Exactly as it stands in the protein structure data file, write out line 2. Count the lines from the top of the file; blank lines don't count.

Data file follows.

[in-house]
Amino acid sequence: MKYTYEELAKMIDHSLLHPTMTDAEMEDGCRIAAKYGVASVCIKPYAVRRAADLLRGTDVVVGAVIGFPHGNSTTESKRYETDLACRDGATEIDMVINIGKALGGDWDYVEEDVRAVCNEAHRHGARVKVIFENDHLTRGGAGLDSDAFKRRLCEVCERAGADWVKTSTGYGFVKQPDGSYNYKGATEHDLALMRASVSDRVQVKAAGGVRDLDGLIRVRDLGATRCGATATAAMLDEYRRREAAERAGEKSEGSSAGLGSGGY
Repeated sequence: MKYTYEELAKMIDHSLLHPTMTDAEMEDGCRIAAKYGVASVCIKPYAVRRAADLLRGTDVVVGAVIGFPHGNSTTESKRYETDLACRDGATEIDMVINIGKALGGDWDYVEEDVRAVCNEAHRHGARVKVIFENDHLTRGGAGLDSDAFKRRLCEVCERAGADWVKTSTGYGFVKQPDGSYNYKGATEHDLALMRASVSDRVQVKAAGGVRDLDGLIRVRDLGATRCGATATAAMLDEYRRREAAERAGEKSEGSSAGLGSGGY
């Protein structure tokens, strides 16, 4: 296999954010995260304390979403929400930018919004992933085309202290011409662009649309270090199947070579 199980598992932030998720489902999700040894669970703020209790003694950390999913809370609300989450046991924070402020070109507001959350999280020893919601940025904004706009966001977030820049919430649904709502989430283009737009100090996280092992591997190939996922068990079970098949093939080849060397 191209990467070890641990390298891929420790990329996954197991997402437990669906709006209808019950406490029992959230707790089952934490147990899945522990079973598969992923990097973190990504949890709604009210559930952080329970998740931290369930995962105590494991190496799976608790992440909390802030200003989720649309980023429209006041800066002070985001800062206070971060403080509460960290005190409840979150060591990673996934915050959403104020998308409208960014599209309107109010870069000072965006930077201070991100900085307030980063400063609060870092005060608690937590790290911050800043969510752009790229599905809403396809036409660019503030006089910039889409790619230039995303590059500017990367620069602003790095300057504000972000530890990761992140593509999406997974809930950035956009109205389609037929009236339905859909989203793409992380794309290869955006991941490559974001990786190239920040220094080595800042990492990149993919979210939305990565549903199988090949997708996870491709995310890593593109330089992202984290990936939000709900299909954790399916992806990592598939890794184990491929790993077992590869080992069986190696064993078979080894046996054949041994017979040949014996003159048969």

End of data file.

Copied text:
Amino acid sequence: MKYTYEELAKMIDHSLLHPTMTDAEMEDGCRIAAKYGVASVCIKPYAVRRAADLLRGTDVVVGAVIGFPHGNSTTESKRYETDLACRDGATEIDMVINIGKALGGDWDYVEEDVRAVCNEAHRHGARVKVIFENDHLTRGGAGLDSDAFKRRLCEVCERAGADWVKTSTGYGFVKQPDGSYNYKGATEHDLALMRASVSDRVQVKAAGGVRDLDGLIRVRDLGATRCGATATAAMLDEYRRREAAERAGEKSEGSSAGLGSGGY